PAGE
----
“Sprung” and “un-sprung” mass: what those are?

The mass that form a vehicle’s total weight can be split in two types:

  • the sprung mass are the one linked to the ground through the shocks, and consequently subjected to variations in the ground clearance: these are usually the chassis, the engine, the body and all those parts rigidly bolted to these.
  • the un-sprung mass are the one wich are not (or shouldn’t be…) subject to any variation in ground clearance since they follows the ground pattern: typically these mass shall consist in the wheels and all the components bound to them, as some shock dampers and braking system parts.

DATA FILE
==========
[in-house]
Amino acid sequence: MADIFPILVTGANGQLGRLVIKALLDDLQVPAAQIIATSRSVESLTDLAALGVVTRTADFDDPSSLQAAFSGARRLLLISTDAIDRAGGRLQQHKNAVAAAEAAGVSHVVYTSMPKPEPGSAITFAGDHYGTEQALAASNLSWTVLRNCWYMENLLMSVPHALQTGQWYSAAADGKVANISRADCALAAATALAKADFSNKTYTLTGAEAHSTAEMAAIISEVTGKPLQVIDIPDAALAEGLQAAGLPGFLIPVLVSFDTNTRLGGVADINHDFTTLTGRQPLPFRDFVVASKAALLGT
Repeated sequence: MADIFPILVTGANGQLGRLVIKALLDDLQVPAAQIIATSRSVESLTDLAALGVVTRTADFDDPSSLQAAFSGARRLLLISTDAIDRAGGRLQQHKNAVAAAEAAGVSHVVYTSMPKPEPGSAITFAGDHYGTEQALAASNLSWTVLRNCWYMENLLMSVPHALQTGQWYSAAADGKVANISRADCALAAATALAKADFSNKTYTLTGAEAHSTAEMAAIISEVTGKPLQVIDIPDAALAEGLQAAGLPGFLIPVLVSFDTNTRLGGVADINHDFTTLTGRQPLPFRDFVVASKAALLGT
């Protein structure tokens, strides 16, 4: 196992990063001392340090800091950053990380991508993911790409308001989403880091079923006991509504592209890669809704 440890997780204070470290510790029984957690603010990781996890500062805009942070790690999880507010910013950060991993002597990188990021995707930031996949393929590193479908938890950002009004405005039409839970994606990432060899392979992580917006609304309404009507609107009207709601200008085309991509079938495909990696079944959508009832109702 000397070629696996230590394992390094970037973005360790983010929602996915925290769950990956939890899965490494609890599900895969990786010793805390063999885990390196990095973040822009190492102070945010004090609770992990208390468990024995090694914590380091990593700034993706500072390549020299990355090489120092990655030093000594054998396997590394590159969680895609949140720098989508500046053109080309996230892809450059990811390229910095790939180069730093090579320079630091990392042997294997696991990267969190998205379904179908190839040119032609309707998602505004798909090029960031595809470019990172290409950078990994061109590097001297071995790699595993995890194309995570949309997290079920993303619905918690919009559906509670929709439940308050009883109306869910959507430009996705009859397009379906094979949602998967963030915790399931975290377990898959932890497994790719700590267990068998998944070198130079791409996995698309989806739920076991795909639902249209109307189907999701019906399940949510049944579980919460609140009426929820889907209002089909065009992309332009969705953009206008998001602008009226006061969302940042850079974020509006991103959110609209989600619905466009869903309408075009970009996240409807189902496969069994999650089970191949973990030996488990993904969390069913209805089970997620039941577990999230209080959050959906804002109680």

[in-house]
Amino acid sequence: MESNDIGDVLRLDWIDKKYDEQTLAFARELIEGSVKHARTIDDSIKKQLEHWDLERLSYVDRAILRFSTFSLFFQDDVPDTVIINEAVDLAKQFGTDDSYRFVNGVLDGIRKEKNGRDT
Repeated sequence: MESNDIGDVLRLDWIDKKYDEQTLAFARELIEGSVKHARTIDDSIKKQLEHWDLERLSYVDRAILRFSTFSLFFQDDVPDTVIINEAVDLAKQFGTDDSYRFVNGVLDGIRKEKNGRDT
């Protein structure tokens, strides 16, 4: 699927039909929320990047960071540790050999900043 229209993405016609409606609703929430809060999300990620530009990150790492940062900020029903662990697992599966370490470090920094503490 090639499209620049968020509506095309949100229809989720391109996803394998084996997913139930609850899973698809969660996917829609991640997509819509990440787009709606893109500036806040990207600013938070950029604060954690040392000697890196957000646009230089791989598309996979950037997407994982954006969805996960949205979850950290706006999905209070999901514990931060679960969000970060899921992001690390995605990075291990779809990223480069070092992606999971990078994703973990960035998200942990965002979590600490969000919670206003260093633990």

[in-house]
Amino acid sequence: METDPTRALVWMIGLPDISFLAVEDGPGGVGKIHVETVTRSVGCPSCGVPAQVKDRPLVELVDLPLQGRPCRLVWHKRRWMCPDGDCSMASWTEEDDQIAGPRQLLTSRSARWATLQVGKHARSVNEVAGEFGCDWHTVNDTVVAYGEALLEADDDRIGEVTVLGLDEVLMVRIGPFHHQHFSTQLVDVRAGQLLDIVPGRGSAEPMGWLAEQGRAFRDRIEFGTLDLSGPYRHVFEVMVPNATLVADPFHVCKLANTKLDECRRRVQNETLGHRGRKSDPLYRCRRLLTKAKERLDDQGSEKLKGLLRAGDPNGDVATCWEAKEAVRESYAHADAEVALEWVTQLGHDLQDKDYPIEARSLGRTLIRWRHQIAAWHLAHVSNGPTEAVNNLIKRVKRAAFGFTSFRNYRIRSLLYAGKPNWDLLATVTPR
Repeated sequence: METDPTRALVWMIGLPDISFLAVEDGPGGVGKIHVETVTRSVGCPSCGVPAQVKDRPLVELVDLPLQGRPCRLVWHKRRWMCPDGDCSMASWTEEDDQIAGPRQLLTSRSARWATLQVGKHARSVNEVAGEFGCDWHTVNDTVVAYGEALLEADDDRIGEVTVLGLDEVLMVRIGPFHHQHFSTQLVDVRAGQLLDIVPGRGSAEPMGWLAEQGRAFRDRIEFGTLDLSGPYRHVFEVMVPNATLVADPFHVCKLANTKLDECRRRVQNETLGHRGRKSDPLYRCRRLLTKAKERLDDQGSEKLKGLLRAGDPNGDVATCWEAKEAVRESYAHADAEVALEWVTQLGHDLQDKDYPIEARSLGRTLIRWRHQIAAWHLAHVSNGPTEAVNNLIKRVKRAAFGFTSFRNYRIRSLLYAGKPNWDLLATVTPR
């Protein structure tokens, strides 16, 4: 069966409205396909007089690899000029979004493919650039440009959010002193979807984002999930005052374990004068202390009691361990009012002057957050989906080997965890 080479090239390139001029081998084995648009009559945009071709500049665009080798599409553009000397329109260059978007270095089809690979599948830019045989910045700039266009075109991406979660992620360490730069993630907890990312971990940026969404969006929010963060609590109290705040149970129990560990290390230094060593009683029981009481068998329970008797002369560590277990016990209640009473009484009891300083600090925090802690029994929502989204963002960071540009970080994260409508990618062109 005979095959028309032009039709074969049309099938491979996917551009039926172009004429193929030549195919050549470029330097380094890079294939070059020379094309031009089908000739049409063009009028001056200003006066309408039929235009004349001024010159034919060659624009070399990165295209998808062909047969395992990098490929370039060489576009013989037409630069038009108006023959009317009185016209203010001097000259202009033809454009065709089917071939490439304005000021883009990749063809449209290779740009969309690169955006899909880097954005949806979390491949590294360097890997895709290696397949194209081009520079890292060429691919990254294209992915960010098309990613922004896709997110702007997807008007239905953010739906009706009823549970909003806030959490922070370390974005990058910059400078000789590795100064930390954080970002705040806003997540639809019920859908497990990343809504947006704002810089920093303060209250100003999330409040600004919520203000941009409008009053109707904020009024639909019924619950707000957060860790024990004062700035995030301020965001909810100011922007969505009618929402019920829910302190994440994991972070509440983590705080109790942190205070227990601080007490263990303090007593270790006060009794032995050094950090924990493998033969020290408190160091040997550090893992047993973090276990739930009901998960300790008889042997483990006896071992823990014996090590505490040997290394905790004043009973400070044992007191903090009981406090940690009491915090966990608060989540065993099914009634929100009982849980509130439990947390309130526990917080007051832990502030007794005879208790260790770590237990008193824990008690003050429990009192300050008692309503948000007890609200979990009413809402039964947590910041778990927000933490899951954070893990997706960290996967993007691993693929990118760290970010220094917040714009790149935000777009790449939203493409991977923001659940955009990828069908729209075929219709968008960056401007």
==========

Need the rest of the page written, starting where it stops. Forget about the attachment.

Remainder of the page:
• Sprung mass;
  • Un-sprung mass.

The sprung mass changes its distance between the ground and the un-sprung masses by the shock dampers that, by compression and extension, absorbs the road’s bumps.

The un-sprung mass consists in wheels and oscillating suspension parts, that are in contact with the ground and then follow the road pattern, keeping a costant ground clearance.

Even with equal total mass, it’s important that the sprung to un-sprung mass ratio will be as high as possible: this determinates in fact to have a lower inertia of wheels and suspensions, that can promptly react to the road’s asperities; and thus a major inertia of the vehicle’s body that suffers to a lesser extent from the stresses transmitted by the shock dampers. In other words, the higher will be the sprung to un-sprung mass ratio, the lower will the frame’s transmitted vibrations be.